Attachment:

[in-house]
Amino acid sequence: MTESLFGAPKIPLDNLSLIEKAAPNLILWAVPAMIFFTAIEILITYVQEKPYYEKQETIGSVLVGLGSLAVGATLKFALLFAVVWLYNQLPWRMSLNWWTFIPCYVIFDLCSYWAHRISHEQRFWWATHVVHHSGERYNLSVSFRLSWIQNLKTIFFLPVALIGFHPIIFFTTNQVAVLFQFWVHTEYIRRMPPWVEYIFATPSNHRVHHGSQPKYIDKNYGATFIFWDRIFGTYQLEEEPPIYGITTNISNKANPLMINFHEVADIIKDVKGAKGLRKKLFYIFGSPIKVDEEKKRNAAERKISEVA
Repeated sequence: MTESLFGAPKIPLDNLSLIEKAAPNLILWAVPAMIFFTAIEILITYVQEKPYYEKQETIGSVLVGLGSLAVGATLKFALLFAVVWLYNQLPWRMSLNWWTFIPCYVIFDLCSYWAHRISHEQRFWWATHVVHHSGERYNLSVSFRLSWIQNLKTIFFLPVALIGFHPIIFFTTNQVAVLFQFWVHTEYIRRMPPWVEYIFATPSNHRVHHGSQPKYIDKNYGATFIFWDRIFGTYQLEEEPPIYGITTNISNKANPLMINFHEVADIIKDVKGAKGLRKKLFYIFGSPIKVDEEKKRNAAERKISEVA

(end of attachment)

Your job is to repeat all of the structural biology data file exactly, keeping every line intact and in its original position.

[in-house]
Amino acid sequence: MTESLFGAPKIPLDNLSLIEKAAPNLILWAVPAMIFFTAIEILITYVQEKPYYEKQETIGSVLVGLGSLAVGATLKFALLFAVVWLYNQLPWRMSLNWWTFIPCYVIFDLCSYWAHRISHEQRFWWATHVVHHSGERYNLSVSFRLSWIQNLKTIFFLPVALIGFHPIIFFTTNQVAVLFQFWVHTEYIRRMPPWVEYIFATPSNHRVHHGSQPKYIDKNYGATFIFWDRIFGTYQLEEEPPIYGITTNISNKANPLMINFHEVADIIKDVKGAKGLRKKLFYIFGSPIKVDEEKKRNAAERKISEVA
Repeated sequence: MTESLFGAPKIPLDNLSLIEKAAPNLILWAVPAMIFFTAIEILITYVQEKPYYEKQETIGSVLVGLGSLAVGATLKFALLFAVVWLYNQLPWRMSLNWWTFIPCYVIFDLCSYWAHRISHEQRFWWATHVVHHSGERYNLSVSFRLSWIQNLKTIFFLPVALIGFHPIIFFTTNQVAVLFQFWVHTEYIRRMPPWVEYIFATPSNHRVHHGSQPKYIDKNYGATFIFWDRIFGTYQLEEEPPIYGITTNISNKANPLMINFHEVADIIKDVKGAKGLRKKLFYIFGSPIKVDEEKKRNAAERKISEVA